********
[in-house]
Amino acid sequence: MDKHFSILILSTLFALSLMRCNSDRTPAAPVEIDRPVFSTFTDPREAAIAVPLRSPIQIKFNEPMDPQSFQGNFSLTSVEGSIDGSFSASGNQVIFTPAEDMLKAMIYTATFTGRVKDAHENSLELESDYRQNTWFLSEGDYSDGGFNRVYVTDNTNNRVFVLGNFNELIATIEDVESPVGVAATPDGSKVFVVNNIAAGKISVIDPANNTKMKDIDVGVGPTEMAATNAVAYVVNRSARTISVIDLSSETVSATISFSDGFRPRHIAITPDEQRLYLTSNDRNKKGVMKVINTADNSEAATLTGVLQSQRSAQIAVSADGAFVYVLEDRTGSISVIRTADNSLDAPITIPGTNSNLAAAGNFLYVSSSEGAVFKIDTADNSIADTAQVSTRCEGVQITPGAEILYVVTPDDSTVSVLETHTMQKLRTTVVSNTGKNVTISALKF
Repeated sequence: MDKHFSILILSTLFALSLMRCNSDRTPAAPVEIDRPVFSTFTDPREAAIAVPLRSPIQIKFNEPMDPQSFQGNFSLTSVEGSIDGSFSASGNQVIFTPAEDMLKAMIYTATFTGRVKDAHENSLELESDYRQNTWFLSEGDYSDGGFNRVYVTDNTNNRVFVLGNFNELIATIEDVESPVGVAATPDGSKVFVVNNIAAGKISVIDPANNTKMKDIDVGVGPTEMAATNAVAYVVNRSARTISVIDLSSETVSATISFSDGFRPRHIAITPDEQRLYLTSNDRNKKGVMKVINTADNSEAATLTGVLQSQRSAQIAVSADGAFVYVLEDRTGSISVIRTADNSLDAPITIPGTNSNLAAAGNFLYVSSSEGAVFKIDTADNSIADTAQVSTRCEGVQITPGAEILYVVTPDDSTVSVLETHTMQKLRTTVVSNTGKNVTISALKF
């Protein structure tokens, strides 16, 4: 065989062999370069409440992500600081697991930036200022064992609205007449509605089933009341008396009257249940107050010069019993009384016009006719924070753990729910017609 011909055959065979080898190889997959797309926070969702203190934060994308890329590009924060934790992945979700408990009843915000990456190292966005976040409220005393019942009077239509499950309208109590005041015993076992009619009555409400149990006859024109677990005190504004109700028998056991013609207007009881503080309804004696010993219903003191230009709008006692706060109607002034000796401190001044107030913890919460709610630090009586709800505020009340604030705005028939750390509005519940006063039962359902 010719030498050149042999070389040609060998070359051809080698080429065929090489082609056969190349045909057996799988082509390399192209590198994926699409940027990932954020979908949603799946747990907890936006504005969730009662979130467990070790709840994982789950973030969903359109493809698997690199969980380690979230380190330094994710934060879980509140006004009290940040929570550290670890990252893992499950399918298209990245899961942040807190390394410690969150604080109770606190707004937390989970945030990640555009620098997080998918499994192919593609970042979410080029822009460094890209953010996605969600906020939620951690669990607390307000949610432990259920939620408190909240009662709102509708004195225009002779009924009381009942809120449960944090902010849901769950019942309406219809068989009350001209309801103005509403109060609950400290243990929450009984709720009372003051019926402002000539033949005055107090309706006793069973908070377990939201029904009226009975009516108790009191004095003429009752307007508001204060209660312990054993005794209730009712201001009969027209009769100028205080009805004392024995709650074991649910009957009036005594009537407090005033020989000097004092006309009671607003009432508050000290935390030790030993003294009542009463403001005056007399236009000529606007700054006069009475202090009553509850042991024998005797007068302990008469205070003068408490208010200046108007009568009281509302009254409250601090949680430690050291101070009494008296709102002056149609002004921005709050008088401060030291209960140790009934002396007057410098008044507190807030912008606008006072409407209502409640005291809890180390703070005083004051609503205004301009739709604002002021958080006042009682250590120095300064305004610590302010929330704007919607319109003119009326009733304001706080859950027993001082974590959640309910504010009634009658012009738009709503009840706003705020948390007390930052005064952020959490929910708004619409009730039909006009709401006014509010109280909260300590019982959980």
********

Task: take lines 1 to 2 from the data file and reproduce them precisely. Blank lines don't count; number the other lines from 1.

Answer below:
[in-house]
Amino acid sequence: MDKHFSILILSTLFALSLMRCNSDRTPAAPVEIDRPVFSTFTDPREAAIAVPLRSPIQIKFNEPMDPQSFQGNFSLTSVEGSIDGSFSASGNQVIFTPAEDMLKAMIYTATFTGRVKDAHENSLELESDYRQNTWFLSEGDYSDGGFNRVYVTDNTNNRVFVLGNFNELIATIEDVESPVGVAATPDGSKVFVVNNIAAGKISVIDPANNTKMKDIDVGVGPTEMAATNAVAYVVNRSARTISVIDLSSETVSATISFSDGFRPRHIAITPDEQRLYLTSNDRNKKGVMKVINTADNSEAATLTGVLQSQRSAQIAVSADGAFVYVLEDRTGSISVIRTADNSLDAPITIPGTNSNLAAAGNFLYVSSSEGAVFKIDTADNSIADTAQVSTRCEGVQITPGAEILYVVTPDDSTVSVLETHTMQKLRTTVVSNTGKNVTISALKF